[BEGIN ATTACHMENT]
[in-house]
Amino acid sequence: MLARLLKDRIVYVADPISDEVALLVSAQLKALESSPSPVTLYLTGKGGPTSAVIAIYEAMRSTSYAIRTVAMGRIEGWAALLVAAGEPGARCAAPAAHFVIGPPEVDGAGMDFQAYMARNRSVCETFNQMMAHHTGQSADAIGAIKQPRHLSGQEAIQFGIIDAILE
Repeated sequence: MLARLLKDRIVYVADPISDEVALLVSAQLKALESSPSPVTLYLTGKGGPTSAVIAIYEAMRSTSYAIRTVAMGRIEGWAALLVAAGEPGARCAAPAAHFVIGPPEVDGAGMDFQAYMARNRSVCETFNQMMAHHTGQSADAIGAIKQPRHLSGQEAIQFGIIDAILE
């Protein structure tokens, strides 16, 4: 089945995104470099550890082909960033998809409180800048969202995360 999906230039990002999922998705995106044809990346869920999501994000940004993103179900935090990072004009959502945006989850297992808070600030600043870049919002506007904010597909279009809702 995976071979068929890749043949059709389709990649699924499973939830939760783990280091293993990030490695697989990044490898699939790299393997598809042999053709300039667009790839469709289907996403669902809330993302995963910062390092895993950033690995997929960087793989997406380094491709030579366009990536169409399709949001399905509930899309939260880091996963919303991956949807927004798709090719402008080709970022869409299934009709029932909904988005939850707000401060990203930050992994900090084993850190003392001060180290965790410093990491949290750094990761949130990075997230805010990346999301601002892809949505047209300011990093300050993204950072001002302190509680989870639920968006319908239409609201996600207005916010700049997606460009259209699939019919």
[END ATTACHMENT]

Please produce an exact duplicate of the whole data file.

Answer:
[in-house]
Amino acid sequence: MLARLLKDRIVYVADPISDEVALLVSAQLKALESSPSPVTLYLTGKGGPTSAVIAIYEAMRSTSYAIRTVAMGRIEGWAALLVAAGEPGARCAAPAAHFVIGPPEVDGAGMDFQAYMARNRSVCETFNQMMAHHTGQSADAIGAIKQPRHLSGQEAIQFGIIDAILE
Repeated sequence: MLARLLKDRIVYVADPISDEVALLVSAQLKALESSPSPVTLYLTGKGGPTSAVIAIYEAMRSTSYAIRTVAMGRIEGWAALLVAAGEPGARCAAPAAHFVIGPPEVDGAGMDFQAYMARNRSVCETFNQMMAHHTGQSADAIGAIKQPRHLSGQEAIQFGIIDAILE
């Protein structure tokens, strides 16, 4: 089945995104470099550890082909960033998809409180800048969202995360 999906230039990002999922998705995106044809990346869920999501994000940004993103179900935090990072004009959502945006989850297992808070600030600043870049919002506007904010597909279009809702 995976071979068929890749043949059709389709990649699924499973939830939760783990280091293993990030490695697989990044490898699939790299393997598809042999053709300039667009790839469709289907996403669902809330993302995963910062390092895993950033690995997929960087793989997406380094491709030579366009990536169409399709949001399905509930899309939260880091996963919303991956949807927004798709090719402008080709970022869409299934009709029932909904988005939850707000401060990203930050992994900090084993850190003392001060180290965790410093990491949290750094990761949130990075997230805010990346999301601002892809949505047209300011990093300050993204950072001002302190509680989870639920968006319908239409609201996600207005916010700049997606460009259209699939019919």